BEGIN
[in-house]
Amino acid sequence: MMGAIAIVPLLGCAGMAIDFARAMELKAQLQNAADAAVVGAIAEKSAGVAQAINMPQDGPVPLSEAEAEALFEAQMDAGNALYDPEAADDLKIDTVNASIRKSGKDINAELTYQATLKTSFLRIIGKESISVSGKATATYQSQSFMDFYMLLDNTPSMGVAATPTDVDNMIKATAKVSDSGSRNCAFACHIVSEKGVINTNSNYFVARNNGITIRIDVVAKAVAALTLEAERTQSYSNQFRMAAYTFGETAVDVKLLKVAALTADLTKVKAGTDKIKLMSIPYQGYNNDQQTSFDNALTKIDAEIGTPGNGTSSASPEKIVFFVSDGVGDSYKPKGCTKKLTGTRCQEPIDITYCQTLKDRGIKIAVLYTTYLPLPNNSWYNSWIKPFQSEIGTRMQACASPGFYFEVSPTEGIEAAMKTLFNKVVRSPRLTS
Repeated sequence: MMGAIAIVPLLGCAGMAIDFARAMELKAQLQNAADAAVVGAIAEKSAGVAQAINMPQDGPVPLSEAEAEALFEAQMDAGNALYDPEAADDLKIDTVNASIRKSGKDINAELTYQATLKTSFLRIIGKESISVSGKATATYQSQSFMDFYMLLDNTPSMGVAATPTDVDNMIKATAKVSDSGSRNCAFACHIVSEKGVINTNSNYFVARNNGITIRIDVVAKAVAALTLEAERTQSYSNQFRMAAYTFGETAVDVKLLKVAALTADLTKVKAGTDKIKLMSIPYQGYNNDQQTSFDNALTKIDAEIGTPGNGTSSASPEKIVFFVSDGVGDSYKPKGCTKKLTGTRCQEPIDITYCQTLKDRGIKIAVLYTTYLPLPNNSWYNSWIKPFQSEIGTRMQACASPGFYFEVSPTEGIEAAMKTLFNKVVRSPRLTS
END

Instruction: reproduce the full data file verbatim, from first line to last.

[in-house]
Amino acid sequence: MMGAIAIVPLLGCAGMAIDFARAMELKAQLQNAADAAVVGAIAEKSAGVAQAINMPQDGPVPLSEAEAEALFEAQMDAGNALYDPEAADDLKIDTVNASIRKSGKDINAELTYQATLKTSFLRIIGKESISVSGKATATYQSQSFMDFYMLLDNTPSMGVAATPTDVDNMIKATAKVSDSGSRNCAFACHIVSEKGVINTNSNYFVARNNGITIRIDVVAKAVAALTLEAERTQSYSNQFRMAAYTFGETAVDVKLLKVAALTADLTKVKAGTDKIKLMSIPYQGYNNDQQTSFDNALTKIDAEIGTPGNGTSSASPEKIVFFVSDGVGDSYKPKGCTKKLTGTRCQEPIDITYCQTLKDRGIKIAVLYTTYLPLPNNSWYNSWIKPFQSEIGTRMQACASPGFYFEVSPTEGIEAAMKTLFNKVVRSPRLTS
Repeated sequence: MMGAIAIVPLLGCAGMAIDFARAMELKAQLQNAADAAVVGAIAEKSAGVAQAINMPQDGPVPLSEAEAEALFEAQMDAGNALYDPEAADDLKIDTVNASIRKSGKDINAELTYQATLKTSFLRIIGKESISVSGKATATYQSQSFMDFYMLLDNTPSMGVAATPTDVDNMIKATAKVSDSGSRNCAFACHIVSEKGVINTNSNYFVARNNGITIRIDVVAKAVAALTLEAERTQSYSNQFRMAAYTFGETAVDVKLLKVAALTADLTKVKAGTDKIKLMSIPYQGYNNDQQTSFDNALTKIDAEIGTPGNGTSSASPEKIVFFVSDGVGDSYKPKGCTKKLTGTRCQEPIDITYCQTLKDRGIKIAVLYTTYLPLPNNSWYNSWIKPFQSEIGTRMQACASPGFYFEVSPTEGIEAAMKTLFNKVVRSPRLTS